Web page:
Sleep through the MEAP
Resources for Defeating the Dread Test 

Nobody has to take the MEAP and no tenured teacher should be forced to give it. Students have a right to opt out of the MEAP, all students. Students can opt out for religious reasons (the Universal Life Church of Detroit has condemned the MEAP), for reasons of civil rights (the MEAP, like all of the big high-stakes tests is a racist exam), and students can simply not come to school: sleep through the MEAP. 

Teachers should not have to teach to the MEAP and should not have to administer it. Teachers can opt out for the religious reasons described above, for reasons of civil rights, or simply by invoking the code of ethics of the NEA which is in nearly every Michigan teacher contract. A similar code is promoted by the AFT. 

On the reverse side of this flyer we offer a form to opt students out of the MEAP (you really don't need a form-just don't go). And we reprint a section from the NEA code of ethics. 

There are many resources on the www which will provide you with readable and scholarly information about standardized curricula, high stakes tests, and school take-overs. These are resources we think are especially helpful-which will lead you to others. 

Rich Gibson's web page for a democratic society 

Wayne Ross, editor of Theory and Research in Social Studies on resegregating schools 

Susan Ohanian in PDK on Standardized Curricula and Exams 

Alfie Kohn's www page on testing and standards 

The Assessment Reform Network Discussion List 

The Whole Schooling Consortium  

Fairtest, the National Center for Fair and Open Testing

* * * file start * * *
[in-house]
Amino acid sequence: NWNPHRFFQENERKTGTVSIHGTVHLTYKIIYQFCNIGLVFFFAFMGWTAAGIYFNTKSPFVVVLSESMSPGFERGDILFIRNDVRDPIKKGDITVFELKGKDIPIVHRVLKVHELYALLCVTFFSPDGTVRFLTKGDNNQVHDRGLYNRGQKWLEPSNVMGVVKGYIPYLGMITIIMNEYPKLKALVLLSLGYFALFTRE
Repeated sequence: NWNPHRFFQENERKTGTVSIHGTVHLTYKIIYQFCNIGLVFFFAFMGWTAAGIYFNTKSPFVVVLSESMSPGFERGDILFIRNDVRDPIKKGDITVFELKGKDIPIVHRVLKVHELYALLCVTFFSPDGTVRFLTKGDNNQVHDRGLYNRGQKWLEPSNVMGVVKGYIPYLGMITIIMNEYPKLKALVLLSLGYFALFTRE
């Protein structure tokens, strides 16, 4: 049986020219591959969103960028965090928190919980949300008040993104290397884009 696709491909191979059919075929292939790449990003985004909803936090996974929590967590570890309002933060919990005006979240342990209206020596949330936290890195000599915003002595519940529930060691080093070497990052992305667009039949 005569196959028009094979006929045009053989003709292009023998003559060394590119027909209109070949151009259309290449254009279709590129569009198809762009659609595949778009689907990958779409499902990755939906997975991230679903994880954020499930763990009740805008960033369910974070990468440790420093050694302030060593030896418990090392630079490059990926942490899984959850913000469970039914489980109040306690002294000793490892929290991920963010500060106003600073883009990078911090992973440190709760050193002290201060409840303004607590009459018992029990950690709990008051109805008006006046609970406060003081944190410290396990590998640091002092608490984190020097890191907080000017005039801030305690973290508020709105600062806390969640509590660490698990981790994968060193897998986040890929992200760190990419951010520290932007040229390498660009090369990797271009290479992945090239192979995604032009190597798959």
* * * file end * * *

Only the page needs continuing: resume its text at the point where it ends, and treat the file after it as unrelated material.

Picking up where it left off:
Academic Freedom, Teachers, and the Law 

Defeat the MEAP, Don't be a MEAP Creep

Rouge Forum 2000

Parents and Guardians

Opt Your Children out of MEAP Abuse


Dear School Administrator: 

This is to notify you that I am not going to subject my child to high-stakes standardized exams, specifically the MEAP.  

I choose to withdraw my child from the MEAP because: 

( ) It is a racist exam and hence in violation of the civil rights act. 

() The test is designed to divide and exclude children which is not in the public good. This exclusion is in violation of the Americans with Disabilities Act. 

() I have religious objections to the exam. 

() I do not believe that tests of this sort represent the best educational interests of children or teachers. 

() The exam makes no sense. It is poorly drawn, improperly scored, unprofessionally administered by the Michigan Department of the Treasury. 

() All of the above. 

Please be advised that I am aware of a considerable body of scholarly work in opposition to high-stakes standardized exams. In addition, I have indicated above that I have legal protection and I will invoke my rights under the law, including my rights to be free of retaliation for exercising my rightful options.  



Teachers, The NEA Code of Ethics Suggests  

You Should Act Against the MEAP 

PRINCIPLE I: Commitment to the Student 

This key section of the NEA Code of Ethics suggests that professional educators should have nothing to do with the MEAP: "(Educators) Shall not on the basis of race, color, creed, sex, national origin, marital status, political or religious beliefs, family, social or cultural background, or sexual orientation, unfairly-- A. Exclude any student from participation in any program B. Deny benefits to any student C. Grant any unfair advantages to any student D. Shall not use professional relationships with students for private advantage. The entire Code is at: